In all this talk about high speed rail, there’s another form of intercity transportation that’s hardly talked about at all – and in these fiscally stressed times, it might be especially deserving of our attention. I’m talking about the new intercity buses. Not those depressing, grubby buses of the past twenty years, but modern bus lines such as Boltbus and Megabus, which are becoming increasingly popular, and successful.
These buses offer streetside pickup (no hanging around a grimy bus depot), power outlets at every seat, online ticketing and wi-fi connectivity, as well fares that are a fraction of the cost of the train. And for most trips under 300 miles, the bus costs less than the price of filling up your gas tank.
From a policy perspective, the great thing about these buses is that you can pretty much start service anywhere you want, right now. New bus routes don’t require new land, rails, stations or other big infrastructure investments. They help save fuel, too. DePaul University researchers estimate that these new curbside bus lines are saving 11 million gallons of fuel each year, just considering today’s ridership. That’s the equivalent of taking nearly 24,000 cars off the road. So as a nation, we get fuel-savings with minimal investment – and as individuals, we have a comfortable, convenient, cost-effective way to get around (without turning off our handheld electronic devices).
Demand for good intercity bus service is undeniable. Megabus started operations in 2006 in Chicago, and now has hubs in New York, Washington and Philadelphia, serving cities such as Indianapolis, Des Moines, Providence, Hartford, Charlotte, and Memphis – nearly 50 cities in all in the United States and Canada. The company’s rapid expansion is a testament to the demand for good intercity transit service. High-speed rail might be a good solution for some densely populated corridors, but there are many smaller and mid-sized cities that could use a high-quality intercity transit service today.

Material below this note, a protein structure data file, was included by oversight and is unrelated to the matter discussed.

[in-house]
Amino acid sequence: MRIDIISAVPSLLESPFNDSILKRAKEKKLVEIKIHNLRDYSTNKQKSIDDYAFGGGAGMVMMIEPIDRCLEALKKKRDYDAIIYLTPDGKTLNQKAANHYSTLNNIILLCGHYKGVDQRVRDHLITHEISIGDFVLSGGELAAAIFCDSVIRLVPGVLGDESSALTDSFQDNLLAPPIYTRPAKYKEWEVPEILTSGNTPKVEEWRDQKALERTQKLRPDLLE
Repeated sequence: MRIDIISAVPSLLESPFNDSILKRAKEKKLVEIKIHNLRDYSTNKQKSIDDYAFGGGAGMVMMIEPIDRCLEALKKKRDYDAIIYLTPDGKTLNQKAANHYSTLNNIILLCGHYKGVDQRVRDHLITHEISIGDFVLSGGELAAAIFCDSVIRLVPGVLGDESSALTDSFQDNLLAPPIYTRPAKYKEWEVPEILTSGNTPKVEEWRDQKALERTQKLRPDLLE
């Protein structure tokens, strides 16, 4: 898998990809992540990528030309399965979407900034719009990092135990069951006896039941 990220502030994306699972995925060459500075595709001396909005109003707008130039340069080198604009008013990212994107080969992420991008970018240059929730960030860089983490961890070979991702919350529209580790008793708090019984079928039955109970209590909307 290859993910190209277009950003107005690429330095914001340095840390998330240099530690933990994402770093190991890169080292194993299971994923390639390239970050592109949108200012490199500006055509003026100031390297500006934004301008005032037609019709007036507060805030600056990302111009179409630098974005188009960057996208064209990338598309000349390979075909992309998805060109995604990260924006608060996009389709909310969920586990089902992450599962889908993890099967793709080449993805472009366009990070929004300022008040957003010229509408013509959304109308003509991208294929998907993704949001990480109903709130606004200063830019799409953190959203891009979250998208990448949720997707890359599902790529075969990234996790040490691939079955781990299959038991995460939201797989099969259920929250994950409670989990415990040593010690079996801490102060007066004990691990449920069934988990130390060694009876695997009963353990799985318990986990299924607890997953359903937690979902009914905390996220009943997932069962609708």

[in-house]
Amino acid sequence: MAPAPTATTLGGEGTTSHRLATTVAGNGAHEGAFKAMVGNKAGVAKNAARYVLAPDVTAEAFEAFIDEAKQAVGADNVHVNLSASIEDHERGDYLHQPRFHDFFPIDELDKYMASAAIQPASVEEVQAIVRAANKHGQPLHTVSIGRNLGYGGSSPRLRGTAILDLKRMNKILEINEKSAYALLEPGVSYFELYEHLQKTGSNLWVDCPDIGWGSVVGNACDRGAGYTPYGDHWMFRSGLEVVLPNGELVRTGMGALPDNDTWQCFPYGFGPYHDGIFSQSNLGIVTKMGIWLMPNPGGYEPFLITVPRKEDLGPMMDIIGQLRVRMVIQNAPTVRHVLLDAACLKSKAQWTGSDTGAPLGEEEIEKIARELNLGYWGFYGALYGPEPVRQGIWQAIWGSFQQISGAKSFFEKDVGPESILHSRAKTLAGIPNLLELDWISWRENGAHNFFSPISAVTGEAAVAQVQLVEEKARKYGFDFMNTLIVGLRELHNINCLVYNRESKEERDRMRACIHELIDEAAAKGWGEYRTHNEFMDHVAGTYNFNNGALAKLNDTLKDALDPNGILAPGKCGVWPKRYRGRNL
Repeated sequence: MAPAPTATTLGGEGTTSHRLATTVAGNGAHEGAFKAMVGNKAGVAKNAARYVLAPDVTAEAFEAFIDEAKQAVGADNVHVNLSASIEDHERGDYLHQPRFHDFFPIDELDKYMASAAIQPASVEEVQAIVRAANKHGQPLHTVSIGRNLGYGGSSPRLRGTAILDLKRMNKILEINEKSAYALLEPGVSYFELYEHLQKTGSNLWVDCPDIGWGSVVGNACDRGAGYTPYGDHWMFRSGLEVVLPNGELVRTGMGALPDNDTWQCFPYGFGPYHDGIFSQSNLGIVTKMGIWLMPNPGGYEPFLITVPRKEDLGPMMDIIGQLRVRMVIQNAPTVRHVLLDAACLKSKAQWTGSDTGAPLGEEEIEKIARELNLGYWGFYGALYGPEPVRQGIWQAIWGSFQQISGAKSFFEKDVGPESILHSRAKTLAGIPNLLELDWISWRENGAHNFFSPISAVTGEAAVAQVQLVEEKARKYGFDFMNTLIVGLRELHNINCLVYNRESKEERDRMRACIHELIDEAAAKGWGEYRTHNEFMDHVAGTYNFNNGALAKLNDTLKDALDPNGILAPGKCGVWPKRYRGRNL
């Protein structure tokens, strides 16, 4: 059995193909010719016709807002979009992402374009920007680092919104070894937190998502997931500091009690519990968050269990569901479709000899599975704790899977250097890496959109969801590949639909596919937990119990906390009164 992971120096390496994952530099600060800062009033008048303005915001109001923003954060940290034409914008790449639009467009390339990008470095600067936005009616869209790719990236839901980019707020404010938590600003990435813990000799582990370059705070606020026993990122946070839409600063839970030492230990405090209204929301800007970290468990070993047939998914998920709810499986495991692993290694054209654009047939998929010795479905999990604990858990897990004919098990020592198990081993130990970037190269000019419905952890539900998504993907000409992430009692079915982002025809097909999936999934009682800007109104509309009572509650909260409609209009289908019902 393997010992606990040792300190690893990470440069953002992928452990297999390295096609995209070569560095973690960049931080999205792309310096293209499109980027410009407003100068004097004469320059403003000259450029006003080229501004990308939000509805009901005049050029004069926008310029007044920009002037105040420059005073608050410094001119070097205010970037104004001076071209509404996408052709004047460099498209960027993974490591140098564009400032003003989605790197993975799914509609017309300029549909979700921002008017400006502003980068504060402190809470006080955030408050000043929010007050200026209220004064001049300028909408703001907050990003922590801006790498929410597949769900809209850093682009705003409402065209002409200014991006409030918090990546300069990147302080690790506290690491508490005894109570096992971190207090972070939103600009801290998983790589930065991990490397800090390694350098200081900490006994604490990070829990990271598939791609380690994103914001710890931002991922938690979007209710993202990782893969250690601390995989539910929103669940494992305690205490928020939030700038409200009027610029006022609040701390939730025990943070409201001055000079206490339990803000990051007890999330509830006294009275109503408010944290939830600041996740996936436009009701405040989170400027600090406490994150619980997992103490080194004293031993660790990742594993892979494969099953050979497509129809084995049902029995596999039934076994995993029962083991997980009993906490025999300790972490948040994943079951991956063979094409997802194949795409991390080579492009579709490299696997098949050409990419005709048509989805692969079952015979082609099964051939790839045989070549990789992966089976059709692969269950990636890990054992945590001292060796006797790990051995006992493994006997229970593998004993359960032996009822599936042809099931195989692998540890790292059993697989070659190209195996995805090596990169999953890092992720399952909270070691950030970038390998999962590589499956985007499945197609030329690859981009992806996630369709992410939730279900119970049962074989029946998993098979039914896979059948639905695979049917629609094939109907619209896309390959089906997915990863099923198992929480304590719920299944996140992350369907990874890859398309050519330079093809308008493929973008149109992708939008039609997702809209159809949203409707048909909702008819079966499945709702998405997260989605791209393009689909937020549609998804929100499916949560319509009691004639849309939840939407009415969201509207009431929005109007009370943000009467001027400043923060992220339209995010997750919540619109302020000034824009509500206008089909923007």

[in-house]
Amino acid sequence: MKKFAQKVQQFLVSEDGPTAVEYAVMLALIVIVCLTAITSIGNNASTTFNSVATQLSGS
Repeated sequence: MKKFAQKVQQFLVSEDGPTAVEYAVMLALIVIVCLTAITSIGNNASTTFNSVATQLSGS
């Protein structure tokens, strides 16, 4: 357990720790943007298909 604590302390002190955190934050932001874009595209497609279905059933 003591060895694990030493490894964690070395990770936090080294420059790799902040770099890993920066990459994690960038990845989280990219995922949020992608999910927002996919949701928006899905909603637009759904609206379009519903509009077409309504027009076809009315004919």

I've actually been on a high-quality bus several times, run by C & J in New England, to visit my in-laws in New Hampshire. It's quick, reliable and clean. And the President, Jim Jalbert (full disclosure -- my mother-in-law worked for him at C & J many years ago) makes a good case for, as he puts it, ensuring buses have a seat at the transportation table (the Canadian "Go Transit" model he mentions does indeed weave together rail and bus service in Ontario much better than we do here):
It might make sense to launch more intercity bus routes in areas which don’t have the population density to support high speed rail, at least at the moment (see Phase 3 of the America2050 coalition’s map of potential high-speed rail projects). A modern high-speed bus service could bring cities such as Austin, Wichita, Albuquerque, Buffalo and Columbus into a new, national public transportation infrastructure overnight.
Boltbus and Megabus are highly successful on many routes already served by trains, demonstrating that these buses are an important complement to rail service – not a replacement. Some people will always prefer the train – especially politicians -- but many travelers obviously want another option. In the future, modern intercity buses could even be integrated into a high-speed rail network, serving as an express feeder system to high-speed rail stops.
When it comes to federal support of intercity transit, buses seem to have gotten the short end of the stick. Rail and airlines get sizeable federal subsidies that allow them to run routes at a loss. These subsidies help give transit access to people who might have no other option. But it doesn’t make sense to ignore intercity buses in the equation, especially when they’re proving that they can do the job (and even make a profit) too.